Texas is one of many states that allow motorcyclists to ride without wearing a helmet. This freedom to ride with the wind in your hair comes with certain stipulations. Police currently do not have the authority to pull over riders based solely on not wearing a helmet, which means that many people ride bare-headed in violation of these stipulations without getting caught. A proposed bill in the Texas legislature would close this loophole and allow police to stop riders solely for not wearing a helmet.

Naturally, we encourage riders to wear helmets, and riding gear in general, at all times. But we also recognize the right of riders to forego protection in places that don't require it by law. Texas is a bit wibbly-wobbly in that way. The Lone Star State will allow you to ride without a helmet, but only under certain conditions:

  • The rider must be 21 or older.
  • The rider must have completed a motorcycle safety course.
  • The rider must carry adequate health insurance.

However, riding without a helmet without complying with these conditions is only a secondary offense, meaning that police may not stop a rider solely for not wearing a helmet. This means that as long as helmetless riders don't grossly violate other traffic laws, they may ride helmetless with impunity, regardless of whether they meet these qualifications or not, and police can't do anything about it.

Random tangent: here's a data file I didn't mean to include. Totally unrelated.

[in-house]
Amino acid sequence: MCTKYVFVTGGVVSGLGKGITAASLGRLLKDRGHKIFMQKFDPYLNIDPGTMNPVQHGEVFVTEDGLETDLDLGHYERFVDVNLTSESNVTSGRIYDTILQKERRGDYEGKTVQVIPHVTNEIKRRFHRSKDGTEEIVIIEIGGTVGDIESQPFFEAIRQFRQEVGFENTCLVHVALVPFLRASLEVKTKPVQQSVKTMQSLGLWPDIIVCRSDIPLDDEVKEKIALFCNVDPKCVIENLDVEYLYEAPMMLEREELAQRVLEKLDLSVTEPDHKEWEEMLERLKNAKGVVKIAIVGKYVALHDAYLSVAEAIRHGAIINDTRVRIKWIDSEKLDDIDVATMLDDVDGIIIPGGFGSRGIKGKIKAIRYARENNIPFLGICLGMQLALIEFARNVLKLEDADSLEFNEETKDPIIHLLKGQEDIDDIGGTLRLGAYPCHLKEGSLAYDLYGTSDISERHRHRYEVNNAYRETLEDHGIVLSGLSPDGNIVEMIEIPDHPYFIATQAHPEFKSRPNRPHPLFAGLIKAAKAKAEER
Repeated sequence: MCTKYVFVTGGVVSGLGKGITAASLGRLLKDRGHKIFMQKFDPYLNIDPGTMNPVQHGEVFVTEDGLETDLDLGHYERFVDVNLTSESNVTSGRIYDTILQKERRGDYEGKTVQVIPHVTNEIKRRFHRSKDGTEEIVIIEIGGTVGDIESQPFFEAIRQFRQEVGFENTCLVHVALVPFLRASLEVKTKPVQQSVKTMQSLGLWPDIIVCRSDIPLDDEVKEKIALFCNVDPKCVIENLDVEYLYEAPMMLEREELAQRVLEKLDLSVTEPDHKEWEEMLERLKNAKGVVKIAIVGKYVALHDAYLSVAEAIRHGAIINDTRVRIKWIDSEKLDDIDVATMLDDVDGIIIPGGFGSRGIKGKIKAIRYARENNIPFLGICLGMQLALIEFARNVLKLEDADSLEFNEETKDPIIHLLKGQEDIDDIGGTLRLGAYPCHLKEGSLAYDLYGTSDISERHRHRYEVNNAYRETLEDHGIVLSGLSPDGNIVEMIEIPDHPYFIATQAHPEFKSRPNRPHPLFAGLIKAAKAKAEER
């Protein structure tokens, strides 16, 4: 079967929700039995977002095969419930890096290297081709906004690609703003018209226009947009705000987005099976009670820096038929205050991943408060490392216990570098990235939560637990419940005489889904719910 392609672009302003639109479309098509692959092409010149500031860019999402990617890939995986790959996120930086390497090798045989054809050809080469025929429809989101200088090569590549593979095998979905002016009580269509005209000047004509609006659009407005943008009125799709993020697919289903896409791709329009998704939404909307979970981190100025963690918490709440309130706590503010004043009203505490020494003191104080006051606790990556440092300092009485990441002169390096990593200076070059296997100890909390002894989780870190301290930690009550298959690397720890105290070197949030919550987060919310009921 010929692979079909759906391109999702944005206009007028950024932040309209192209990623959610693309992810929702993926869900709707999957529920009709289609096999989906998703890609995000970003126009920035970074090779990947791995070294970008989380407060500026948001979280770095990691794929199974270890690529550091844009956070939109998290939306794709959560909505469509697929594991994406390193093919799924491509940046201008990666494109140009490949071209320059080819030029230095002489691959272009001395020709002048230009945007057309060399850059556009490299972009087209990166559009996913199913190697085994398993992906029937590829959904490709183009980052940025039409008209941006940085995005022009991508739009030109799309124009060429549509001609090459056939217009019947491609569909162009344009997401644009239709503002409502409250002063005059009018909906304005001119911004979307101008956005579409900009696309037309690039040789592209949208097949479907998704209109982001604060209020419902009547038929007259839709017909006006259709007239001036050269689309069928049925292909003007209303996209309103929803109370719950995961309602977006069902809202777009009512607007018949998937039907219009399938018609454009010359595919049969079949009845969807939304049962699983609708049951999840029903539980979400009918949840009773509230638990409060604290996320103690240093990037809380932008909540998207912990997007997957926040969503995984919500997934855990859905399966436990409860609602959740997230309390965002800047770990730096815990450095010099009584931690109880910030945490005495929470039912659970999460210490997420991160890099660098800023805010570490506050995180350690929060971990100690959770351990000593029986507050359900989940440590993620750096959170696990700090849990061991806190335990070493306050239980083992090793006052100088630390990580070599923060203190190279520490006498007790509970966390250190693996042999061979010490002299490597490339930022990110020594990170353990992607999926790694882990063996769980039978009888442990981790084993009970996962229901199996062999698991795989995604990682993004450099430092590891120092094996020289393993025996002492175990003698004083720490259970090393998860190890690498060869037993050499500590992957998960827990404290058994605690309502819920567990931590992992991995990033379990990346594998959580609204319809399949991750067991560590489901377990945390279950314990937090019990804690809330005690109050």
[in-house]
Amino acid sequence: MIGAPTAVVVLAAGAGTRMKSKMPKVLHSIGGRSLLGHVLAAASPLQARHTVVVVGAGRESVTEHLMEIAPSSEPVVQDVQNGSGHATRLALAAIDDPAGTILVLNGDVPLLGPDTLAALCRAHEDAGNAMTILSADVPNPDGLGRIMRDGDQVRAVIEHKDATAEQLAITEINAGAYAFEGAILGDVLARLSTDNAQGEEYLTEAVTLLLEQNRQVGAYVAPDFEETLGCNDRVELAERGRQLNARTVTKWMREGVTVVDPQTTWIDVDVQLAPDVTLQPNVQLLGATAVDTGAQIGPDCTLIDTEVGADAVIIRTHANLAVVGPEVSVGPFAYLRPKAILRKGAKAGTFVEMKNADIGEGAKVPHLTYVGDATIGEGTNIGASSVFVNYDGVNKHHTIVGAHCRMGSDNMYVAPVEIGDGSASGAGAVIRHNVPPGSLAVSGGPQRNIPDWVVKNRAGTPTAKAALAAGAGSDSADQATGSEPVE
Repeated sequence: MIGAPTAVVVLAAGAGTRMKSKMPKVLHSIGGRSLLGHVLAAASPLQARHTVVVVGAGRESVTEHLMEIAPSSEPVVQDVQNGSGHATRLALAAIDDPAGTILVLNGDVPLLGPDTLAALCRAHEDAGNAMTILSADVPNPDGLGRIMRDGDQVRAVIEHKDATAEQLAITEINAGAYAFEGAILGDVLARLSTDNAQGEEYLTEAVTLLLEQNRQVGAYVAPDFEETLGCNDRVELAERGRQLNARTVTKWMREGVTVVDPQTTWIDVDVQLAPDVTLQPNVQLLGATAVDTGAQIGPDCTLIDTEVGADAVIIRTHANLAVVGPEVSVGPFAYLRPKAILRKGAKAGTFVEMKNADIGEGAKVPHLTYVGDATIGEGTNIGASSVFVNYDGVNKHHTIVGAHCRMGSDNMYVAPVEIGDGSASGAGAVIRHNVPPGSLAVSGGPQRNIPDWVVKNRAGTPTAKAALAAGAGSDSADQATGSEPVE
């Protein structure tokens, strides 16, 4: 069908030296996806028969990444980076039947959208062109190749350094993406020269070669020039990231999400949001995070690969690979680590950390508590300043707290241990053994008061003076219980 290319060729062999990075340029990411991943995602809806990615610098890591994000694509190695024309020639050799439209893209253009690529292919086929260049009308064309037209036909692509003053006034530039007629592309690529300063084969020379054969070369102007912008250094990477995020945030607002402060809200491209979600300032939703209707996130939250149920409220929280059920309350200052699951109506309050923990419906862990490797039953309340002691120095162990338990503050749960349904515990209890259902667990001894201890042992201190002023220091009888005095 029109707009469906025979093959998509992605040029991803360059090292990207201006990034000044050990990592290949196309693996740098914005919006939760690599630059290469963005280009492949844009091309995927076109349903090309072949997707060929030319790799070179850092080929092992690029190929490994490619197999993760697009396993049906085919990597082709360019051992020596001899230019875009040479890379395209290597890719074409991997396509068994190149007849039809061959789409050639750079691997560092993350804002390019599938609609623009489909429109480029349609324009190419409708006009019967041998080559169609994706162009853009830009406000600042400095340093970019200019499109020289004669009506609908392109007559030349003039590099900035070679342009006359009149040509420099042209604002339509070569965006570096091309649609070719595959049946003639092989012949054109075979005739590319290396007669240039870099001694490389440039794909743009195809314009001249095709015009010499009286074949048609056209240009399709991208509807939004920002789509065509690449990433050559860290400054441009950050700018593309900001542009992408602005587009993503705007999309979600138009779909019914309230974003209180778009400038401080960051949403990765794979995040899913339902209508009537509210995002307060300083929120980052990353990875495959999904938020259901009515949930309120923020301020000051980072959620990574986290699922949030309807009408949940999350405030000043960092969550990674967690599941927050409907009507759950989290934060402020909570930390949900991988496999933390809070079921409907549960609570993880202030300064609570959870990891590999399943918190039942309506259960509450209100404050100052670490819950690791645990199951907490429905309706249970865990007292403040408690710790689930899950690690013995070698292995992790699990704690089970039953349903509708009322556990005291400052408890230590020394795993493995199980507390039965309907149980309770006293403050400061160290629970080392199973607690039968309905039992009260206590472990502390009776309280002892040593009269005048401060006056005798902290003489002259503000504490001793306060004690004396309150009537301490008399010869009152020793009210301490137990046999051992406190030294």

Texas HB 748 barely changes the existing law, but the change it does make is significant. It empowers police to stop helmetless riders to ensure that they meet all of the qualifications necessary to legally leave the helmet at home.

While we should all agree that wearing a motorcycle helmet is a good idea, allowing police to any helmetless rider for nothing other than not wearing a helmet does seem to be a bit of government overreach. It adopts an attitude of guilty until proven innocent, since the rider who gets stopped must prove their age, their course completion, and their health insurance coverage. While these are all very reasonable stipulations, riders who comply with the law now stand to be stopped regularly, which is inconvenient if nothing else.

Some may argue that if riders don't want to be inconvenienced by frequent traffic stops they don't deserve, they should just put on a helmet. If Texas is going to make life so difficult for helmetless riders, why don't they just mandate helmets for all riders like several other states already do? The law would be cut and dry, and police would have good reason to stop helmetless riders since there would be no question that they would be violating the law. The proposed solution seems to just make more work for everybody for no discernable advantage for anyone.

Source: The Superbike Blog

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